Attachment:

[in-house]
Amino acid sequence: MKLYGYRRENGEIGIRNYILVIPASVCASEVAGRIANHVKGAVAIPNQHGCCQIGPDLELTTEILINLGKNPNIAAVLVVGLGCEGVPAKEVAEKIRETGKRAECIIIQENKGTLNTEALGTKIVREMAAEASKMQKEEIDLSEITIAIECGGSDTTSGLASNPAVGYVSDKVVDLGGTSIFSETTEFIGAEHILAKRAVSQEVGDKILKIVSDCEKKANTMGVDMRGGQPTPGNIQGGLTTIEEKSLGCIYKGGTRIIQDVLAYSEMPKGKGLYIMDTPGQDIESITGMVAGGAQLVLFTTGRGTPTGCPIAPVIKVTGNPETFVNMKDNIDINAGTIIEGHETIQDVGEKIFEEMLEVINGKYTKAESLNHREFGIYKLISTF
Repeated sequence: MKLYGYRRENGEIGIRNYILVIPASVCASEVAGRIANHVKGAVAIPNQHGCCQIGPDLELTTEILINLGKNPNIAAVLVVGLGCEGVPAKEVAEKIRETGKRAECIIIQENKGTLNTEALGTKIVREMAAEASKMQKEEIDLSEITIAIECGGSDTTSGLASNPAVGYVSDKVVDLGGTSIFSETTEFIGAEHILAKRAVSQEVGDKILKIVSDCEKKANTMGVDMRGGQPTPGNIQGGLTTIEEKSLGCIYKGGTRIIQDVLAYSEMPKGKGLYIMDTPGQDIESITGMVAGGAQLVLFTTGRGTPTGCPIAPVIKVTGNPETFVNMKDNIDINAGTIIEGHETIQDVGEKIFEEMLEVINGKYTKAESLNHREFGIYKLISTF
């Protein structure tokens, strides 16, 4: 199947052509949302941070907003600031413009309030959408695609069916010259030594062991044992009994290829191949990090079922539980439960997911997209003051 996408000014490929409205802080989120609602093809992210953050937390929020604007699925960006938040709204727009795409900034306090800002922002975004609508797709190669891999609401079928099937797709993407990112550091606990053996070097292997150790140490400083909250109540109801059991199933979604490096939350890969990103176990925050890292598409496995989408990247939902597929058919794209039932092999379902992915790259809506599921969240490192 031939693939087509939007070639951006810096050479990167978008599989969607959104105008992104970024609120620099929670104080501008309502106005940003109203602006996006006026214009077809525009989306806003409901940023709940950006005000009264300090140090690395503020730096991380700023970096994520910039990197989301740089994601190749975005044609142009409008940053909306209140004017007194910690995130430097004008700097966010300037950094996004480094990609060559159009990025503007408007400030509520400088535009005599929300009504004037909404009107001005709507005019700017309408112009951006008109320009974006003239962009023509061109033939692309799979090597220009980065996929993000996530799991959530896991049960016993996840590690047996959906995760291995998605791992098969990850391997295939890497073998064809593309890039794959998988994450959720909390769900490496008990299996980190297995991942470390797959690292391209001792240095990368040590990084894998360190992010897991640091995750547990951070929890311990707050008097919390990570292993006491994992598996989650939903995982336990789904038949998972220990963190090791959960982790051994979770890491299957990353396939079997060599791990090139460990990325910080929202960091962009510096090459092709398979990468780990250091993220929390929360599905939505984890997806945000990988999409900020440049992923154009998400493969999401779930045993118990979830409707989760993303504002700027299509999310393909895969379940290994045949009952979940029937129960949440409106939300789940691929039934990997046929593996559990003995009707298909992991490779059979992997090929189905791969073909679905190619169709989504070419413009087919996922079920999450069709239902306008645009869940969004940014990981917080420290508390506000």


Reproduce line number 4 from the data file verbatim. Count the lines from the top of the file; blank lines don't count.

């Protein structure tokens, strides 16, 4: 199947052509949302941070907003600031413009309030959408695609069916010259030594062991044992009994290829191949990090079922539980439960997911997209003051 996408000014490929409205802080989120609602093809992210953050937390929020604007699925960006938040709204727009795409900034306090800002922002975004609508797709190669891999609401079928099937797709993407990112550091606990053996070097292997150790140490400083909250109540109801059991199933979604490096939350890969990103176990925050890292598409496995989408990247939902597929058919794209039932092999379902992915790259809506599921969240490192 031939693939087509939007070639951006810096050479990167978008599989969607959104105008992104970024609120620099929670104080501008309502106005940003109203602006996006006026214009077809525009989306806003409901940023709940950006005000009264300090140090690395503020730096991380700023970096994520910039990197989301740089994601190749975005044609142009409008940053909306209140004017007194910690995130430097004008700097966010300037950094996004480094990609060559159009990025503007408007400030509520400088535009005599929300009504004037909404009107001005709507005019700017309408112009951006008109320009974006003239962009023509061109033939692309799979090597220009980065996929993000996530799991959530896991049960016993996840590690047996959906995760291995998605791992098969990850391997295939890497073998064809593309890039794959998988994450959720909390769900490496008990299996980190297995991942470390797959690292391209001792240095990368040590990084894998360190992010897991640091995750547990951070929890311990707050008097919390990570292993006491994992598996989650939903995982336990789904038949998972220990963190090791959960982790051994979770890491299957990353396939079997060599791990090139460990990325910080929202960091962009510096090459092709398979990468780990250091993220929390929360599905939505984890997806945000990988999409900020440049992923154009998400493969999401779930045993118990979830409707989760993303504002700027299509999310393909895969379940290994045949009952979940029937129960949440409106939300789940691929039934990997046929593996559990003995009707298909992991490779059979992997090929189905791969073909679905190619169709989504070419413009087919996922079920999450069709239902306008645009869940969004940014990981917080420290508390506000």